Today, I gave this 5-minute presentation at the Fast Casual Executive Summit:
In 1950, my Mom was born right on the Amazon River in South America. She joined a world population of 2.5 billion people. Two-thirds (66 percent) of the Earth was covered in wilderness, rainforests and other wild places.
During Mom’s 70-year lifetime, our human population has more than tripled to 7.8 billion. Our activities have consumed almost half of those wild places. Today, jungle and wilderness cover only 35 percent of the Earth.
If we continue consuming what’s left at our current rate, in 70 more years there’ll be no jungles left. Scientists have another name for jungles and woodlands. They call them “carbon sinks.”
I know there’s a lot of confusion surrounding carbon, methane, cow farts and their impact on climate change. Maybe you’re a scientist or believe the scientific consensus that global warming is caused by human activity.
Or maybe you side with a fisherman I spoke with the other day, who told me with conviction, “Anybody who believes that stuff is stupid.”
Whatever camp you’re in, do we really want to be the generation responsible for the loss of our jungles and our wild places?
I don’t think we do! And yet a graph the Financial Times published a few weeks ago shows that that “Data suggests deforestation has increased more than 50% during the pandemic.”
What’s the primary reason we’re not going the right direction in regards to deforestation?
According to Oxford researcher Joseph Poore, 83 percent of our world’s agricultural land use is currently used for the livestock sector, but that sector only provides 18 percent of our calories. That’s not a very efficient use of land.
When it comes to gaining weight, cattle are the least “efficient” livestock. A cow needs to eat about 10,000 pounds of dry plant matter to produce 135 pounds of beef jerky.
That’s 98.7% intake that the cow is consuming, and only 1.3 percent that the cow is yielding.
If beef jerky were all somebody had to eat, 135 pounds of it would keep him or her alive for four months. But the same person could live for 27 years on the 10,000 pounds of plant matter.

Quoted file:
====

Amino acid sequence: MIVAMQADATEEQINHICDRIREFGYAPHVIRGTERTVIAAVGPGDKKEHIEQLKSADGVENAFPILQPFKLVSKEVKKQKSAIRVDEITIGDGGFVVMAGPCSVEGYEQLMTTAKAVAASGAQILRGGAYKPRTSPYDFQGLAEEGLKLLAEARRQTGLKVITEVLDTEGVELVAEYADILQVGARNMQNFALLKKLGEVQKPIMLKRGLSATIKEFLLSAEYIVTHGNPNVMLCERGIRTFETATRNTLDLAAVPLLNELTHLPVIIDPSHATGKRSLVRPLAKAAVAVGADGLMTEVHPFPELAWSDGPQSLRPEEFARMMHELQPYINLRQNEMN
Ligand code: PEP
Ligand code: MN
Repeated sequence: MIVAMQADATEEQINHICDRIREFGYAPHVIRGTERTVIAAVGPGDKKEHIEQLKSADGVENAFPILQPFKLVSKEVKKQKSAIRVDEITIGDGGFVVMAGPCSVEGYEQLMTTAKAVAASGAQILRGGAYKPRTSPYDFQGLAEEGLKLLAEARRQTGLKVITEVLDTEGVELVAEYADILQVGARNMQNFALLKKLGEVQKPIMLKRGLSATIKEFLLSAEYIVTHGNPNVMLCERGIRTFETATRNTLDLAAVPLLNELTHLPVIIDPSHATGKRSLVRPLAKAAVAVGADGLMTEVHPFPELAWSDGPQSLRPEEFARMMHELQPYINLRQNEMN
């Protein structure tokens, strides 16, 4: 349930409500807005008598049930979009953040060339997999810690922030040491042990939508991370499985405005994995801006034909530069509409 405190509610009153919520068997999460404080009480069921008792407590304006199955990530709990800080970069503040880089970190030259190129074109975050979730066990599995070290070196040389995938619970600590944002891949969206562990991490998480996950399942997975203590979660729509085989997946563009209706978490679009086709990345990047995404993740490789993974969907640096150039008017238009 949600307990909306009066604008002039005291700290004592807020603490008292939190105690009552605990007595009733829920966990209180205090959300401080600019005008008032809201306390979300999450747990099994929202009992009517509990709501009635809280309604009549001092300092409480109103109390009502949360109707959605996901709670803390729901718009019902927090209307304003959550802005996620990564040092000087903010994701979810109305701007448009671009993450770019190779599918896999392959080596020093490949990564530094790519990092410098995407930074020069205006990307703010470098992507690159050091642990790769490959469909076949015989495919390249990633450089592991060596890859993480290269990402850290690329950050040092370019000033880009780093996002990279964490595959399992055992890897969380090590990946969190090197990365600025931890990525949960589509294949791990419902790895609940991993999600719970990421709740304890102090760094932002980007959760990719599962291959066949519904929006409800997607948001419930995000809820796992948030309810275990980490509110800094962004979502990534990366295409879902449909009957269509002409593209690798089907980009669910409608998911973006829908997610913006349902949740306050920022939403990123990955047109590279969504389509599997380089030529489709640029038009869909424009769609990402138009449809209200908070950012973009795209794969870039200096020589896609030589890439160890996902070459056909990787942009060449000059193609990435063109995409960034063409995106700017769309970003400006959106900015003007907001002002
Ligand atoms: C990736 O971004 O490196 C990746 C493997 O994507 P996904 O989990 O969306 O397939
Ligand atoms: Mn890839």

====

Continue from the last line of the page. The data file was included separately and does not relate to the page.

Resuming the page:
It might not be cow feed, but we could use the land now growing cow feed to grow food for human consumption. For thousands of years, we’ve been able to raise plant-based food for both cattle and people.
But our exploding population, paired with our unchecked demand for meat, means the math simply doesn’t work anymore.
The definition of consumption is “the using up of a resource.” Do we want future generations to look back on us and call us the Age of Consumption? I don’t think we do.
I think we want them to look at us and say, “Hey, they did something about it. In 2020/2021 they really started taking the health of our ecosystem seriously.”
I started off talking about my mother. She came from South America and met my Dad. His father grew up on a farm in Iowa and worked in the farming industry his entire life.
I worked with my Grandpa out in the field, and do you know what he taught me out in the field? To innovate, innovate, innovate. To open my eyes to the problems around us – and focus on finding solutions.
I haven’t been to Burger King in a long time, but I’m really proud of them. And I’m really proud of Taco Bell and others in the restaurant industry who have started adding plant-based items to the menu.
We can all do our part by recognizing the need to use the land on our planet more efficiently. We can do this in the restaurant industry by adding more plant-based options to our menus.